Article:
The BD Veritor System for Rapid Detection of Flu A+B is a rapid chromatographic immunoassay for the direct and
qualitative detection of influenza A and B viral nucleoprotein antigens from nasal and nasopharyngeal swabs of symptomatic
patients. The BD Veritor System for Rapid Detection of Flu A+B (also referred to as the BD Veritor System and BD Veritor
System Flu A+B) is a differentiated test, such that influenza A viral antigens can be distinguished from influenza B viral
antigens from a single processed sample using a single device. The test is to be used as an aid in the diagnosis of influenza
A and B viral infections. A negative test is presumptive and it is recommended that these results be confirmed by viral
culture or an FDA-cleared influenza A and B molecular assay. Outside the U.S., a negative test is presumptive and it is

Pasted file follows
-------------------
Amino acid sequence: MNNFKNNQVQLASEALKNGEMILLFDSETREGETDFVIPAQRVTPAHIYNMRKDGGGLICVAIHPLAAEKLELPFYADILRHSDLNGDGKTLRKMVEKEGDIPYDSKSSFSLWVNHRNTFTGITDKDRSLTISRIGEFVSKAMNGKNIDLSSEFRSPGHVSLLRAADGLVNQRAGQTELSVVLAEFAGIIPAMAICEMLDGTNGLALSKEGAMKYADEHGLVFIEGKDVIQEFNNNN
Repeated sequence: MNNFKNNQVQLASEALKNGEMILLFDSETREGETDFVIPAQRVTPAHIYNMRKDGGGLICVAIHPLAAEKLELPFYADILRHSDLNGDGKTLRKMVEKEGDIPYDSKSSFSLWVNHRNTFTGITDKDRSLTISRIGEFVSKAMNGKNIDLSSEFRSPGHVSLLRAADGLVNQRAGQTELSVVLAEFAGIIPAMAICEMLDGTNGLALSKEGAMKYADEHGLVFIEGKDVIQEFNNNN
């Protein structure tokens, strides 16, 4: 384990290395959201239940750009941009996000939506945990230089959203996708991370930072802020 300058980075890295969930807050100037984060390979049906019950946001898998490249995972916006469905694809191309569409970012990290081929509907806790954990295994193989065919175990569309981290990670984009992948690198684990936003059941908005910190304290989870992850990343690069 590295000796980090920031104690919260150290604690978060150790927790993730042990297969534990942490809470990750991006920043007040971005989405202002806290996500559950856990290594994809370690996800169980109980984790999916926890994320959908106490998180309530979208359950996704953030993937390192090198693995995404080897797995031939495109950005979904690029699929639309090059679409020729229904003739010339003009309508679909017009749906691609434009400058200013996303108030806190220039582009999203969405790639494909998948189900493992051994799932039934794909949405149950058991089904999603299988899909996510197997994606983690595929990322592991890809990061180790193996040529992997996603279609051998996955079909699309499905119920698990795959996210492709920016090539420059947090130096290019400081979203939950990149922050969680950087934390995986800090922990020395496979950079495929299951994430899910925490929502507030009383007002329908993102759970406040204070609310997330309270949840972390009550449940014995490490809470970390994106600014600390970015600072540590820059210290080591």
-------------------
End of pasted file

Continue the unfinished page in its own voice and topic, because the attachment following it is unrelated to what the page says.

recommended that these results be confirmed by viral culture or a molecular assay cleared for diagnostic use in the country
of use. FDA has not cleared this device for use outside of the U.S. Negative test results do not preclude influenza viral
infection and should not be used as the sole basis for treatment or other patient management decisions. The test is not
intended to detect influenza C antigens.
Performance characteristics for influenza A and B were established during January through March of 2011 when influenza
viruses A/2009 H1N1, A/H3N2, B/Victoria lineage, and B/Yamagata lineage were the predominant influenza viruses in
circulation according to the Morbidity and Mortality Weekly Report from the CDC entitled “Update: Influenza Activity—United
States, 2010–2011 Season, and Composition of the 2011–2012 Influenza Vaccine.” Performance characteristics may vary
against other emerging influenza viruses.
If infection with a novel influenza virus is suspected based on current clinical and epidemiological screening criteria
recommended by public health authorities, specimens should be collected with appropriate infection control precautions
for novel virulent influenza viruses and sent to the state or local health department for testing. Virus culture should not be
attempted in these cases unless a BSL 3+ facility is available to receive and culture specimens. – Read IFU for more information.